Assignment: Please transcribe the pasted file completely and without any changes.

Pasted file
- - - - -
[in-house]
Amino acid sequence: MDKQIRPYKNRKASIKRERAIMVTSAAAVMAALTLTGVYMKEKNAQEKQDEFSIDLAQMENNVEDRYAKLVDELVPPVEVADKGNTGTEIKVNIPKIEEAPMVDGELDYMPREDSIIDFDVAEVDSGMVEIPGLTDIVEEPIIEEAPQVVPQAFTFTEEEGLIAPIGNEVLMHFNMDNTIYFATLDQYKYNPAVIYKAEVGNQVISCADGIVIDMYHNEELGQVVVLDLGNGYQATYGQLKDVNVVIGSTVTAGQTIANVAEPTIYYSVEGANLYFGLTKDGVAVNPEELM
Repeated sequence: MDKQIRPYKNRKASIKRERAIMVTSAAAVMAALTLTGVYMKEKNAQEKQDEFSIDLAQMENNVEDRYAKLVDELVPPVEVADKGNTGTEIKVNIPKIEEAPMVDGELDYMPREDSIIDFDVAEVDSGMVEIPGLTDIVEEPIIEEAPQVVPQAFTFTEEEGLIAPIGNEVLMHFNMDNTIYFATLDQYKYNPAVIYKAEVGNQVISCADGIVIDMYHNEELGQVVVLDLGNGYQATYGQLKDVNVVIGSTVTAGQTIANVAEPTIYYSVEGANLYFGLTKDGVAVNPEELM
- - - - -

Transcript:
[in-house]
Amino acid sequence: MDKQIRPYKNRKASIKRERAIMVTSAAAVMAALTLTGVYMKEKNAQEKQDEFSIDLAQMENNVEDRYAKLVDELVPPVEVADKGNTGTEIKVNIPKIEEAPMVDGELDYMPREDSIIDFDVAEVDSGMVEIPGLTDIVEEPIIEEAPQVVPQAFTFTEEEGLIAPIGNEVLMHFNMDNTIYFATLDQYKYNPAVIYKAEVGNQVISCADGIVIDMYHNEELGQVVVLDLGNGYQATYGQLKDVNVVIGSTVTAGQTIANVAEPTIYYSVEGANLYFGLTKDGVAVNPEELM
Repeated sequence: MDKQIRPYKNRKASIKRERAIMVTSAAAVMAALTLTGVYMKEKNAQEKQDEFSIDLAQMENNVEDRYAKLVDELVPPVEVADKGNTGTEIKVNIPKIEEAPMVDGELDYMPREDSIIDFDVAEVDSGMVEIPGLTDIVEEPIIEEAPQVVPQAFTFTEEEGLIAPIGNEVLMHFNMDNTIYFATLDQYKYNPAVIYKAEVGNQVISCADGIVIDMYHNEELGQVVVLDLGNGYQATYGQLKDVNVVIGSTVTAGQTIANVAEPTIYYSVEGANLYFGLTKDGVAVNPEELM